Presentation: Risk Assessment Techniques
Methods of Risk Assessment
Different techniques can be used to assess the probability and impact of risks.
These techniques are especially useful for assessing and analyzing the medium probability and/or medium impact risks. Qualitative risk analysis, semi-quantitative risk analysis, and quantitative risk analysis are three main methods for completing this required assessment.
The methods and techniques you use to assess the probability and impact will vary based on the size and duration of the project, the organization’s tolerance for risk, and the constraints of the project. You need to understand these risk management influencers before you go into more detail in your analysis.
Risk Tolerance Influences the Impact of Risk
The tolerance for risk is a critical influencer. Not only does the organization have its own cultural perspective toward risk, but your team members, customers, stakeholders, and sponsor also have their own tolerance levels.
Those tolerance levels will vary based on the situation. For example, if the accounts receivable department needs a new billing system functional within six months because the current system is outdated and difficult to use, they will have a lower tolerance for the risk of schedule overrun than the human resources department, which is comfortable with the current system.
Qualitative Risk Analysis
Qualitative risk analysis is the process of assessing risks using a very simple scale. It is the method that is most intuitive and most commonly used.
It is typically completed using personal and organizational experience as opposed to mathematical models. This technique will address the majority of the risks in small to medium projects. This technique will give a very good high-level overview for larger projects, but it will likely need to be followed by more quantitative techniques.
Qualitative risk analysis is done by assigning a value of high, medium, or low to each possible risk that was identified. Next, plot the values on a quadrant graph with probability and impact as the axes. The risks falling into the high impact/high probability quadrant should be considered high priority risk events and addressed aggressively.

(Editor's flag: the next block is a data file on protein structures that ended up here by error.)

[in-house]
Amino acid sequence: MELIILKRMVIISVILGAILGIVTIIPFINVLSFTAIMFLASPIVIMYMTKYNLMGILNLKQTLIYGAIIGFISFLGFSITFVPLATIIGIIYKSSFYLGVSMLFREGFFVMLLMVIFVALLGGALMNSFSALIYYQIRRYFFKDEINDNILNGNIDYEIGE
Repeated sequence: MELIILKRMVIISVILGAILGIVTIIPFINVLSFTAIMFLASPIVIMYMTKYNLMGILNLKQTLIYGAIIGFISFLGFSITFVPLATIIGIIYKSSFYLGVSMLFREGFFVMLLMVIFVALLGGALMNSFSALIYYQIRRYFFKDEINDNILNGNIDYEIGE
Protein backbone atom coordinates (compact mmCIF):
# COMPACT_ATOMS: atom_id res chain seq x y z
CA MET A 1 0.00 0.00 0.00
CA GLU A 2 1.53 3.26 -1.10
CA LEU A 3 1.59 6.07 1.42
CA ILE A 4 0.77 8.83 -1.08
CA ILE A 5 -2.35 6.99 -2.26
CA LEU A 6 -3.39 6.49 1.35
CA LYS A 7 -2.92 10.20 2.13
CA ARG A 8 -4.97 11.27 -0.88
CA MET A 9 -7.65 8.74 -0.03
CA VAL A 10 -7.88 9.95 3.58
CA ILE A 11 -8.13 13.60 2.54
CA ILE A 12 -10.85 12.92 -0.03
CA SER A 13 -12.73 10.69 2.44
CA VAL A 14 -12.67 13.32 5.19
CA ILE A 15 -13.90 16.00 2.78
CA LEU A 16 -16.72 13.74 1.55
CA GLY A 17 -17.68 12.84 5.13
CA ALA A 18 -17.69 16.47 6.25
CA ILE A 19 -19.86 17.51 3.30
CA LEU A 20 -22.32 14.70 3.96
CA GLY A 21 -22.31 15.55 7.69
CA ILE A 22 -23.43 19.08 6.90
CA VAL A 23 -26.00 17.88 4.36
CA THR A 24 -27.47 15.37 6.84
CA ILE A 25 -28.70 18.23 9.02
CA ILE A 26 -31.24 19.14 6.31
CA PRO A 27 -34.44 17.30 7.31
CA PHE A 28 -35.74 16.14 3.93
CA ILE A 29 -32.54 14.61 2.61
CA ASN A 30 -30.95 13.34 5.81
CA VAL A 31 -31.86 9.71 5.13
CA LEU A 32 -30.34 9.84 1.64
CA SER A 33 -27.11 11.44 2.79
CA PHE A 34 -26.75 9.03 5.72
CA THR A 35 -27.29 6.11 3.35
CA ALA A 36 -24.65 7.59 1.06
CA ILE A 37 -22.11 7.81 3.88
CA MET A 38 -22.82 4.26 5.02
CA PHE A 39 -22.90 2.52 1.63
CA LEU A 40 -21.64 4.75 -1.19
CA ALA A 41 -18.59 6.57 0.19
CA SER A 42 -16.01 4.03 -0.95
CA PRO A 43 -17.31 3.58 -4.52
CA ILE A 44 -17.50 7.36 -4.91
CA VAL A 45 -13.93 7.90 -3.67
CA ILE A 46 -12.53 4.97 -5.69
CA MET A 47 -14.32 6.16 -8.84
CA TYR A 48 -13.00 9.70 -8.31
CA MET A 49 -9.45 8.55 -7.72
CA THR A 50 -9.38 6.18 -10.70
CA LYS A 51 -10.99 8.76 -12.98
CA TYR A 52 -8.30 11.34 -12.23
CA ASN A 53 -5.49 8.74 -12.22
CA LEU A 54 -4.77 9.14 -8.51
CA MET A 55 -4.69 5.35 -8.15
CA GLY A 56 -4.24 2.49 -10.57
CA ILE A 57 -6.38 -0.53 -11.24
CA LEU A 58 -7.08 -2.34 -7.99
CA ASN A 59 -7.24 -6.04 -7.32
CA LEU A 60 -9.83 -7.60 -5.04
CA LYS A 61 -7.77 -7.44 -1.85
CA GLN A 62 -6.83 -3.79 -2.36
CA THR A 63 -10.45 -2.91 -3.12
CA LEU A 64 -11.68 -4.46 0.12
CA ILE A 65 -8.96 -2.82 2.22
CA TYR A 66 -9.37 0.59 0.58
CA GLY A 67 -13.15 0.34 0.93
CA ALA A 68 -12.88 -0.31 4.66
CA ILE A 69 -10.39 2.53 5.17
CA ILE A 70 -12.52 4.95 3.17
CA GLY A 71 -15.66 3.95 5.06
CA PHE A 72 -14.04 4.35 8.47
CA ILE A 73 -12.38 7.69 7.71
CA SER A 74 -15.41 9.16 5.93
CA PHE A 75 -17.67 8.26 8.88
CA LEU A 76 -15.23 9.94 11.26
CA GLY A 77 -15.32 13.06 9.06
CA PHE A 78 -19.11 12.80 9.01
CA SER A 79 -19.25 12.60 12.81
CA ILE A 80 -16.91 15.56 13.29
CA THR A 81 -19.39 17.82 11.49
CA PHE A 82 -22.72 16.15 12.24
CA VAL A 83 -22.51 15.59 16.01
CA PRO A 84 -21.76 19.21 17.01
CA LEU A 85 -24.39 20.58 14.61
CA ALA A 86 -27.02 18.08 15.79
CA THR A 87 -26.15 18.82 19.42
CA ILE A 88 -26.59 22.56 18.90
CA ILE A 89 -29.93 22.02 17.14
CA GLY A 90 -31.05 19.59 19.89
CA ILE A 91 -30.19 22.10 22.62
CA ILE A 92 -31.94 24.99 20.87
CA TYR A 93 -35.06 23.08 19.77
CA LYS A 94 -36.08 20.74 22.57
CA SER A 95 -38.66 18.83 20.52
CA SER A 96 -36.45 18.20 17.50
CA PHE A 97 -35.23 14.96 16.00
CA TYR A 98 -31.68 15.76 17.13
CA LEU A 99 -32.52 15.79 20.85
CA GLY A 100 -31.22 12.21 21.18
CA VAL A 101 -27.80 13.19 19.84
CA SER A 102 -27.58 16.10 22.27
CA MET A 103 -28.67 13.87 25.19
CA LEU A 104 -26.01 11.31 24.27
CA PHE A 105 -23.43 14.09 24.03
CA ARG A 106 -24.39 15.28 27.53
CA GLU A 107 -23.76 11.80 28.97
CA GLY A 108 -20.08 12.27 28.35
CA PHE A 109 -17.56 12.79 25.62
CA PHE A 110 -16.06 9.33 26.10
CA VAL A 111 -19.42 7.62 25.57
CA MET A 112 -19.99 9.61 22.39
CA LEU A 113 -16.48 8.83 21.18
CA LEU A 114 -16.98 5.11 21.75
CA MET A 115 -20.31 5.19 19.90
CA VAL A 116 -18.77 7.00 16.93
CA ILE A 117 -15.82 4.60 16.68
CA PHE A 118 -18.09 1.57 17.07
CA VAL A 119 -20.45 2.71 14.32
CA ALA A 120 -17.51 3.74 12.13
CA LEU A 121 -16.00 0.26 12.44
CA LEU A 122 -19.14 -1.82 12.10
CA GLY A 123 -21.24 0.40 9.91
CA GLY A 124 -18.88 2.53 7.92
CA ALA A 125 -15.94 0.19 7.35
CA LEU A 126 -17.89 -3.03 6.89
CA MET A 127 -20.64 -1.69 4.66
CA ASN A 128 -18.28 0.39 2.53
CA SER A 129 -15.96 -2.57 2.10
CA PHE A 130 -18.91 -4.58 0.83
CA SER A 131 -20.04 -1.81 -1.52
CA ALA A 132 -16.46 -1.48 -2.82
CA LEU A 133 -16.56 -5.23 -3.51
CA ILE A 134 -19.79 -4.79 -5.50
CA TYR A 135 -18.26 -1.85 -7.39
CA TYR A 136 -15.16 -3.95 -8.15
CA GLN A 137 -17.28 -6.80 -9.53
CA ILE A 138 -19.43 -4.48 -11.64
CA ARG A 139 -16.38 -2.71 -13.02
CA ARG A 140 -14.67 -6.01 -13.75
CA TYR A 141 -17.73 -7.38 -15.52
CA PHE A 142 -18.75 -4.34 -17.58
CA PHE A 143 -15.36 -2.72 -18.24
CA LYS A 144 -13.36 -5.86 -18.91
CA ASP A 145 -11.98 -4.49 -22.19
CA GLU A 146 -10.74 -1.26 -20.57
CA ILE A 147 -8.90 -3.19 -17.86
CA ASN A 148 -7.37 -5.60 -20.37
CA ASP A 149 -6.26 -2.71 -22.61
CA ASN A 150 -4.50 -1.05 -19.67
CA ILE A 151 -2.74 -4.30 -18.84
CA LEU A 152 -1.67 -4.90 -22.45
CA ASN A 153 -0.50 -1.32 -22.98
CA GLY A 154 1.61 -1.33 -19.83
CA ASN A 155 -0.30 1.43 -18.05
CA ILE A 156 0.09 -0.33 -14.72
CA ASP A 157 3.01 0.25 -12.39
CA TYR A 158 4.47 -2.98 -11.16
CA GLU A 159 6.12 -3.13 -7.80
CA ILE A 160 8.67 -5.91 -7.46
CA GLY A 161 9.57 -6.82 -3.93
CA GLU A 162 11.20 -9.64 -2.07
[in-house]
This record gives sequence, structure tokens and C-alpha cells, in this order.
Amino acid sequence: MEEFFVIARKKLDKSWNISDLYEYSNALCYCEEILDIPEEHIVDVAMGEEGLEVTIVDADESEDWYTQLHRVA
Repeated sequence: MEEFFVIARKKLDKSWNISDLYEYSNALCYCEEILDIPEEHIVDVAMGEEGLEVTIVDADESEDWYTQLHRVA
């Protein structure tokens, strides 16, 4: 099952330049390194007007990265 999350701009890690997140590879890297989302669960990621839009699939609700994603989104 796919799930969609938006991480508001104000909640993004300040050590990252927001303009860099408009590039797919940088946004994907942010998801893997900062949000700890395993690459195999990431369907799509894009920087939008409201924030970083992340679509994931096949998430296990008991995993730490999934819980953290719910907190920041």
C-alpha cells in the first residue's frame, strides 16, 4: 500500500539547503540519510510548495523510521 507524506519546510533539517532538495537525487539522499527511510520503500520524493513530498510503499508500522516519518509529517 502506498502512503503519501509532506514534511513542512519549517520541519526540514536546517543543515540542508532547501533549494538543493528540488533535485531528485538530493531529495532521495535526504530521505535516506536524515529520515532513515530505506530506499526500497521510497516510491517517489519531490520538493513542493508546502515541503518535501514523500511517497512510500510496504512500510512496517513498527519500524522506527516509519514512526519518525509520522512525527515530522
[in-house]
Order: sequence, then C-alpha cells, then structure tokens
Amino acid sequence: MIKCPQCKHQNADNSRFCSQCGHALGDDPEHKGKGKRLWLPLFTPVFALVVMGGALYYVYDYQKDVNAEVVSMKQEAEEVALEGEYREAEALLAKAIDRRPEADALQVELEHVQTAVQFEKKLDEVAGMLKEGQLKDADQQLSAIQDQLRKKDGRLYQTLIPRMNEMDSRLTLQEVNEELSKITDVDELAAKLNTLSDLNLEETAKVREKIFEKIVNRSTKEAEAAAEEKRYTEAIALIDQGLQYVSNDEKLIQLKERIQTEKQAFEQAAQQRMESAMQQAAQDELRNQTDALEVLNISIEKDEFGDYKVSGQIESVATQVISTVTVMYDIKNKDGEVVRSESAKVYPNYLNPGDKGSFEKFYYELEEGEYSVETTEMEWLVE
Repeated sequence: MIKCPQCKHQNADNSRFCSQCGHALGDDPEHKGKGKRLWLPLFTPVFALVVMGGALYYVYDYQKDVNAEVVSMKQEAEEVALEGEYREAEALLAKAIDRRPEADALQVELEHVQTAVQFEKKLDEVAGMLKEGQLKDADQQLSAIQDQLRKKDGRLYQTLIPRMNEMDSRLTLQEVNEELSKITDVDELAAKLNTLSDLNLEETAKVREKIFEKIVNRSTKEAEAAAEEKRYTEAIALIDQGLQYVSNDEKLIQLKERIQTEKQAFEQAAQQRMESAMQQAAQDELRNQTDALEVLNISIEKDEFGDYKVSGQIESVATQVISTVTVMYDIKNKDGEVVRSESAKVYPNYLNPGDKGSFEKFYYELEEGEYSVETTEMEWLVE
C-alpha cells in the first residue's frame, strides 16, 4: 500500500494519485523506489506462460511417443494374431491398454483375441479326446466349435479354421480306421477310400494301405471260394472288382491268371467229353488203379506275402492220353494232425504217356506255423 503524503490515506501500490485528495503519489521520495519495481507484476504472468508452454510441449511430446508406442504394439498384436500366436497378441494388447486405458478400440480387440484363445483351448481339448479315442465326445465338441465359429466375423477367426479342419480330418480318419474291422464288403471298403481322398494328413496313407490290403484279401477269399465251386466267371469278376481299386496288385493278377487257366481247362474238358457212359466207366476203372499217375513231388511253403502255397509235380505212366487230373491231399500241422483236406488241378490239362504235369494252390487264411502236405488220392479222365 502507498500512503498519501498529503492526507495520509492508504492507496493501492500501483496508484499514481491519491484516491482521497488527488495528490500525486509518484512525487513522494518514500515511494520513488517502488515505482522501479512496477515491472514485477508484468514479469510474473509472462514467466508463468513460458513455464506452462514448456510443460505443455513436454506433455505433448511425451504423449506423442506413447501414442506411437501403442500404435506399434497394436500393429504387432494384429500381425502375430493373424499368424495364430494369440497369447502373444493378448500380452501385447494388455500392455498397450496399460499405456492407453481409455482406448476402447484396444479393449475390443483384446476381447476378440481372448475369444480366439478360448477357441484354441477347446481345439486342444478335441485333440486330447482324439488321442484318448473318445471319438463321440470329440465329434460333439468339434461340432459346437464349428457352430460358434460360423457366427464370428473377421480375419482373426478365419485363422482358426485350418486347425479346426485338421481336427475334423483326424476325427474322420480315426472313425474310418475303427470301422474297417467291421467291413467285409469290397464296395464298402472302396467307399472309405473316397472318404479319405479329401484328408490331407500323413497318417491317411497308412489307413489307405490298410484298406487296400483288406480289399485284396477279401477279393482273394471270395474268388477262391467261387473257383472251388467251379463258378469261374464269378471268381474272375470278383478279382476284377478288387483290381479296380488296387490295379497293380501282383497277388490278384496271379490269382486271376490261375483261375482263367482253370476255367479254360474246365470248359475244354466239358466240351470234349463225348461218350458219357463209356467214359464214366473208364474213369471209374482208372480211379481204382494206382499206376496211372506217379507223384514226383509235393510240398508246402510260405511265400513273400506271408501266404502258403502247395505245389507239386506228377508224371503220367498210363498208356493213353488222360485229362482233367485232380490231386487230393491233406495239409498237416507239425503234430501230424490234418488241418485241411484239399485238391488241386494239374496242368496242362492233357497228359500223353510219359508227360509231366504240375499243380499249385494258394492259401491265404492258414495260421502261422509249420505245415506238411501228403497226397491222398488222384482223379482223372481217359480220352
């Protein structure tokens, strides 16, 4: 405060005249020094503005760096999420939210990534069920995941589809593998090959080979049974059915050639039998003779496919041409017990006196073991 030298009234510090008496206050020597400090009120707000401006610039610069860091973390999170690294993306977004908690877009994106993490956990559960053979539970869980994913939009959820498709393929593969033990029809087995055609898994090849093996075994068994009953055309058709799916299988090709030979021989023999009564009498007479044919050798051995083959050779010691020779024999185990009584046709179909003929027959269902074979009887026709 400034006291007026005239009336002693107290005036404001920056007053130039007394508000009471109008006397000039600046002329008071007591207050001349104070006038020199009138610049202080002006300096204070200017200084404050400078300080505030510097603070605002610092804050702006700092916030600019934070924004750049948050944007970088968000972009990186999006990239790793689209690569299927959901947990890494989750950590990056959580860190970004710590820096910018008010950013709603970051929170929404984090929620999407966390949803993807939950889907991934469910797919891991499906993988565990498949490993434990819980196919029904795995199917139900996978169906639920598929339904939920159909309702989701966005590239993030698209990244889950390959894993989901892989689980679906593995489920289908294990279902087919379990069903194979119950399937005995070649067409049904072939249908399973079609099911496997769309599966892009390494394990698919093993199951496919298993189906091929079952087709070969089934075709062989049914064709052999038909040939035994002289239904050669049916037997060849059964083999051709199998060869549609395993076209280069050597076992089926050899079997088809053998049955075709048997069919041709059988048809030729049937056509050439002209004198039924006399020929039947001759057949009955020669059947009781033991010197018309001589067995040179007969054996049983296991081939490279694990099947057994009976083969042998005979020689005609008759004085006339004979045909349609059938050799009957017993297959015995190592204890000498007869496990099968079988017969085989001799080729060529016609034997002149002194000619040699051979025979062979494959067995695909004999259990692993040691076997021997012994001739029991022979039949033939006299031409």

The risks that fall into the low impact/low probability quadrant can be considered lower priority risks and addressed less aggressively (and in many cases, they can be ignored). The risks can also be plotted in a matrix.
The results of qualitative risk analysis should be tested and confirmed by reviewing the assumptions about the risk, the level of accuracy about the impact, and the experiences used to determine the probability.
Semi-quantitative Risk Analysis
Semi-quantitative risk analysis is when a numerical value is assigned to the probability and impacts instead of a high, medium, or low ranking. This provides a different perspective into the priority of a risk and is especially effective for analyzing the medium probability and/or medium impact risks. It can be used in conjunction with qualitative risk analysis as another technique for prioritizing risks.
A risk score can be calculated for each risk by multiplying the probability value by the impact value (P*I).
The higher the score, the more attention that should be paid to the risk. Another technique is to assign a value to both the probability and the impact in the range of 0.0 to 1.0.
Then calculate probability plus impact minus the sum of probability times impact, or P + I – (P*I). Plot and compare the results of either or both of these calculations to find the most critical risks to be managed.
Use a scoring method that is understandable to your project team, stakeholders, and sponsor. Focus on the most critical constraints of the project, and put your attention there.